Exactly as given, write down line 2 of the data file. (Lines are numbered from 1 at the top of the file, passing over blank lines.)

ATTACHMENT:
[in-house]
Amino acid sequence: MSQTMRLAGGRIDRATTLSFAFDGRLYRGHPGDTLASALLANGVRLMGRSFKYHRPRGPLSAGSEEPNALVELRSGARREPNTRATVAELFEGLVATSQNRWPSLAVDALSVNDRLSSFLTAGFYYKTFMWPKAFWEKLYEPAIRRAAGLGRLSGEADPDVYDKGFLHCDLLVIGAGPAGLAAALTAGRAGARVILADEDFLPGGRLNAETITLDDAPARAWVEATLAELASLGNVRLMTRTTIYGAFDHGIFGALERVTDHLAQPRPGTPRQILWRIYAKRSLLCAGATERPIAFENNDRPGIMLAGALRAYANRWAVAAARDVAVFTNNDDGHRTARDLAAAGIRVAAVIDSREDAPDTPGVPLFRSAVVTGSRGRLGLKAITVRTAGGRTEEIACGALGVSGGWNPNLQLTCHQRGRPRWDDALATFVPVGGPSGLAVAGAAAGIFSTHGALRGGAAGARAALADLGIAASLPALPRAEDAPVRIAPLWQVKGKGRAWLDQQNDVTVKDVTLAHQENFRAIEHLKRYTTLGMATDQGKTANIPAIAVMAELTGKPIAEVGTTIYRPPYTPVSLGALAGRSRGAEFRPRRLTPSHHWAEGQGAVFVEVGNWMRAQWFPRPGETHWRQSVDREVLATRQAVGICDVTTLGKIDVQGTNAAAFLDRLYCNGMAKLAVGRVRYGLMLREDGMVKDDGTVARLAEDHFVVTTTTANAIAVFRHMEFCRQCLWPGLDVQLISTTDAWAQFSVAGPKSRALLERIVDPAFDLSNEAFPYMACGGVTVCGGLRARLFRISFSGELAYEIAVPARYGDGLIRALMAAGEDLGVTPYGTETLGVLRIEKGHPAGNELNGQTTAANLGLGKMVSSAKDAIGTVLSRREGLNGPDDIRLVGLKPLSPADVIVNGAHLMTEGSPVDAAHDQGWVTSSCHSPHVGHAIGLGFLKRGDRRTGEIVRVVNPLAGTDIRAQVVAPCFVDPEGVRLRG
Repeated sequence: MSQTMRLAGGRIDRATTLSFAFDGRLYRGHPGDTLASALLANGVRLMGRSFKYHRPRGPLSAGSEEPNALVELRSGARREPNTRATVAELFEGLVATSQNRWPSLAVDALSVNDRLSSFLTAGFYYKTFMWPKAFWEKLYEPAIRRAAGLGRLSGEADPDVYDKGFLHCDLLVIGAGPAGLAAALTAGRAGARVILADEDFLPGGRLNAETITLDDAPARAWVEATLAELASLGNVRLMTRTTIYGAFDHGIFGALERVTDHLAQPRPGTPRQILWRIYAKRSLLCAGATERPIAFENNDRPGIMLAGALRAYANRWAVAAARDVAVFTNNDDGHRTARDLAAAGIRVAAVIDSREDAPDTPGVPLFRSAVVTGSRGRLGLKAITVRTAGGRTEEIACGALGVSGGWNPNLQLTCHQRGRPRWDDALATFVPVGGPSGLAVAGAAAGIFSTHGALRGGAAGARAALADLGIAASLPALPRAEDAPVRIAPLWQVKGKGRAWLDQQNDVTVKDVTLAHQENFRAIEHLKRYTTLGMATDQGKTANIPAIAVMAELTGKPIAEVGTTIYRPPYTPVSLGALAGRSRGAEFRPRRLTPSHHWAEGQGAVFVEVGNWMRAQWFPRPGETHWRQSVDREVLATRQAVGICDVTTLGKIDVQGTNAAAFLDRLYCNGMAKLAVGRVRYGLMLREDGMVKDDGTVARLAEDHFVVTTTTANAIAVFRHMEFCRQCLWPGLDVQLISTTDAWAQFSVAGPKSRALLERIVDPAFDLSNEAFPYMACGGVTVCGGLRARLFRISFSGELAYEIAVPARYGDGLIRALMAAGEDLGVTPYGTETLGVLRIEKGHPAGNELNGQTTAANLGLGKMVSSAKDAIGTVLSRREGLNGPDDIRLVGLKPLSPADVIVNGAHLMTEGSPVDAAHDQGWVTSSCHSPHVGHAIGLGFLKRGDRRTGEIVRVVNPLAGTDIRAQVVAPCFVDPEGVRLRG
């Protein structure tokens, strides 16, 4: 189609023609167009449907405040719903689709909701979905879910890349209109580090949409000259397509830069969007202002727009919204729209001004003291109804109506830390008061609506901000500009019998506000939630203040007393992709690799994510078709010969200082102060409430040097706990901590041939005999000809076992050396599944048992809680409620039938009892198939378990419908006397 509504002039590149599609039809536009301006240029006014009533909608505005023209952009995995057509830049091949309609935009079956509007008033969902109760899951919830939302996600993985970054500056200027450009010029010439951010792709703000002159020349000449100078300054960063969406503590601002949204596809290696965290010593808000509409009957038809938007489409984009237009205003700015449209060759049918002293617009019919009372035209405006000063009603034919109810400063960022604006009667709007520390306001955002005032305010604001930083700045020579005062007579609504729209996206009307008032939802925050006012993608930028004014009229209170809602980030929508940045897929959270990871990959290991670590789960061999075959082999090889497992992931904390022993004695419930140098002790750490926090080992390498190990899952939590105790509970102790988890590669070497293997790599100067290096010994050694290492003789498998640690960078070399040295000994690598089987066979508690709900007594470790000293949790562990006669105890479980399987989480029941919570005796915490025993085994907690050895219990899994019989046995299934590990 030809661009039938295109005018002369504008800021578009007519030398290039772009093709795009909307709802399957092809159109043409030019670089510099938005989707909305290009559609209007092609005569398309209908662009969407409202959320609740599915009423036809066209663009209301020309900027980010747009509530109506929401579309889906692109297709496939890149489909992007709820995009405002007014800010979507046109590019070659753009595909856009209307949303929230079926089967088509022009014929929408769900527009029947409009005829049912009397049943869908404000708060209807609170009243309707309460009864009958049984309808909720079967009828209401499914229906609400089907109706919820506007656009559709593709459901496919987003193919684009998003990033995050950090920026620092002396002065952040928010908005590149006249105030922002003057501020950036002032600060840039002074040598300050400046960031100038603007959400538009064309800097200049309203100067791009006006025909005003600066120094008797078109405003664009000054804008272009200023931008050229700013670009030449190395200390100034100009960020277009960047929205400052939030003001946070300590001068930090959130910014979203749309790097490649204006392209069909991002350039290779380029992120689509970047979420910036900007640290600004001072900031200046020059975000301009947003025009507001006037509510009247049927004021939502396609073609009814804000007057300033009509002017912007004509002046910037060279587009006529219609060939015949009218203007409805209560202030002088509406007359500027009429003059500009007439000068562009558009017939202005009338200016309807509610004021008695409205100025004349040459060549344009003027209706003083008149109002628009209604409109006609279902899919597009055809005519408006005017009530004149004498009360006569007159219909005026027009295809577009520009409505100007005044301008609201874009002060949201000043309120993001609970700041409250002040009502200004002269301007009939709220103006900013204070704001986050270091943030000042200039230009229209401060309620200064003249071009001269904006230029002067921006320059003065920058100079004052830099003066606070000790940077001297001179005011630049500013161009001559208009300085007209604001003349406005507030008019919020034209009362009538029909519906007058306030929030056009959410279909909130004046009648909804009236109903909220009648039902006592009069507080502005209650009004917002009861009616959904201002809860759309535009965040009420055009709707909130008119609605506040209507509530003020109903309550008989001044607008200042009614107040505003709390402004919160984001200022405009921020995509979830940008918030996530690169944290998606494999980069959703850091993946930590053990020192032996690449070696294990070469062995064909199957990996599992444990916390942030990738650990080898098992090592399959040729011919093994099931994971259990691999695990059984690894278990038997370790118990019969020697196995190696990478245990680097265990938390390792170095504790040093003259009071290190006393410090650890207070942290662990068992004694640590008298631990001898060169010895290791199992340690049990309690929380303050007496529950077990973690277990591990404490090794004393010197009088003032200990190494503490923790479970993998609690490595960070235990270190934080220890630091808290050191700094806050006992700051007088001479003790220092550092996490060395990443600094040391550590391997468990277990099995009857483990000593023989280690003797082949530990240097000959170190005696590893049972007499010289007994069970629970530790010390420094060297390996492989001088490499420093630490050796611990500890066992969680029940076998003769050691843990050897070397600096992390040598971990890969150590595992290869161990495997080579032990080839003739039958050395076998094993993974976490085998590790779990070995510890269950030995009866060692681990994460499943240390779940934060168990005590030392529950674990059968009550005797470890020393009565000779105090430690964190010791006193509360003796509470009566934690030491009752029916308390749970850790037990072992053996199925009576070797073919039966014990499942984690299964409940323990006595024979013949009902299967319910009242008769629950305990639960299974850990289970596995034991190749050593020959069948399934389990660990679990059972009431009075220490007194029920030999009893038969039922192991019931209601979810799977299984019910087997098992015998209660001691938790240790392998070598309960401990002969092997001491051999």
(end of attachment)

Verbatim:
Amino acid sequence: MSQTMRLAGGRIDRATTLSFAFDGRLYRGHPGDTLASALLANGVRLMGRSFKYHRPRGPLSAGSEEPNALVELRSGARREPNTRATVAELFEGLVATSQNRWPSLAVDALSVNDRLSSFLTAGFYYKTFMWPKAFWEKLYEPAIRRAAGLGRLSGEADPDVYDKGFLHCDLLVIGAGPAGLAAALTAGRAGARVILADEDFLPGGRLNAETITLDDAPARAWVEATLAELASLGNVRLMTRTTIYGAFDHGIFGALERVTDHLAQPRPGTPRQILWRIYAKRSLLCAGATERPIAFENNDRPGIMLAGALRAYANRWAVAAARDVAVFTNNDDGHRTARDLAAAGIRVAAVIDSREDAPDTPGVPLFRSAVVTGSRGRLGLKAITVRTAGGRTEEIACGALGVSGGWNPNLQLTCHQRGRPRWDDALATFVPVGGPSGLAVAGAAAGIFSTHGALRGGAAGARAALADLGIAASLPALPRAEDAPVRIAPLWQVKGKGRAWLDQQNDVTVKDVTLAHQENFRAIEHLKRYTTLGMATDQGKTANIPAIAVMAELTGKPIAEVGTTIYRPPYTPVSLGALAGRSRGAEFRPRRLTPSHHWAEGQGAVFVEVGNWMRAQWFPRPGETHWRQSVDREVLATRQAVGICDVTTLGKIDVQGTNAAAFLDRLYCNGMAKLAVGRVRYGLMLREDGMVKDDGTVARLAEDHFVVTTTTANAIAVFRHMEFCRQCLWPGLDVQLISTTDAWAQFSVAGPKSRALLERIVDPAFDLSNEAFPYMACGGVTVCGGLRARLFRISFSGELAYEIAVPARYGDGLIRALMAAGEDLGVTPYGTETLGVLRIEKGHPAGNELNGQTTAANLGLGKMVSSAKDAIGTVLSRREGLNGPDDIRLVGLKPLSPADVIVNGAHLMTEGSPVDAAHDQGWVTSSCHSPHVGHAIGLGFLKRGDRRTGEIVRVVNPLAGTDIRAQVVAPCFVDPEGVRLRG